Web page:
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Testing times ahead for Bush in second term

Sridhar Krishnaswami

Washington , Nov. 15

THE Republicans may talk about the "mandate" of the recent elections and the President Mr George W. Bush may be keen to spend all that "capital" he got out of the November 2 event, but the fact of the matter is that it is so much easier to "talk" of what can be done on Capitol Hill.

The Democrats may have been bruised during the recent elections but they are far from being written off; and it is so simplistic to talk of all the Republicans coming together to pass their conservative agenda.

The truth of the matter is that Mr Bush's opposition on Capitol Hill comes not from merely the Democrats, but from those deficit hawks of his own party who have no use for the spending plans of the White House.

The attention on Capitol Hill over the next few weeks will come in two parts — the Lame Duck session of the 108th Congress will get under way this Tuesday and probably last for about 10 days or so. And then comes the 109th Congress next January with the Republicans entering the corridors of the Senate with four additional members to take their tally to 55; and hoping that when the Louisiana run offs are over, the total in the House of Representatives will come to 231.

The outgoing 108th Congress has its hands full even while many are not sure what can be achieved in this short sitting.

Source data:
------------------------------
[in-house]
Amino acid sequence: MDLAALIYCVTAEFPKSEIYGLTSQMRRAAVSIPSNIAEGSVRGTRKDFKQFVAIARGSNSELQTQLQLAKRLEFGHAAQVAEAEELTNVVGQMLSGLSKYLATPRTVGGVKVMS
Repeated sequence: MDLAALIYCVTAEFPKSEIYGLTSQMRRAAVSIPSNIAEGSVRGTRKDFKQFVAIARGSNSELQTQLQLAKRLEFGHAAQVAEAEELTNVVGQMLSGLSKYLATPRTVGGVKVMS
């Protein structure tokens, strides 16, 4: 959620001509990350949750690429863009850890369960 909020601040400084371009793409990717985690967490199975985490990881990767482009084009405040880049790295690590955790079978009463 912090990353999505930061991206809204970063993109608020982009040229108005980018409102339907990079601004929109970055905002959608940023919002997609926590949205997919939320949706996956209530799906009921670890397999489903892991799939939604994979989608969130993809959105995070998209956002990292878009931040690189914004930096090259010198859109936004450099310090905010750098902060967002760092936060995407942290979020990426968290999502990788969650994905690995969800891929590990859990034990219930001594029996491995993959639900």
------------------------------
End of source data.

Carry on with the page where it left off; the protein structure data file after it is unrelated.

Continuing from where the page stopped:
There are a raft of spending bills — nine in all — pending for the fiscal year that began on October 1; the federal debt limit must be raised by November 18 if the Government is to avoid default of more than $7 trillion of debt.

To reach a consensus on the spending bills, the Senate and the House must get through appropriations gimmicks along with the language that is deemed acceptable to the White House.

For instance, Republicans have been unable to persuade the Democrats to detach language blocking the administration from changing overtime rules and on outsourcing of government jobs. The White House has said that it would veto any spending bill that has prohibitions on either of these.

In a domestic setting, the tougher agenda for Mr Bush includes the permanency of the tax cuts; coming up with a new tax code per se and overhauling social security.

Some remind the White House that for some of the President's policies to take shape, the economy must show signs of a take off and conditions markedly improving in Iraq so that some restive Republicans looking at the mid-term Congressional polls of November 2006 do not become jittery.

"Making the tax cuts permanent would drain about a trillion dollars of revenue, at about the same time you would need an extra trillion or more for social security plan. And the plan to cut the deficit in half assumes that we don't spend any more on Iraq or Afghanistan, which is not a reasonable assumption," says Mr Robert Bixby, the Executive Director of Concord Coalition, a bipartisan group for fiscal responsibility.

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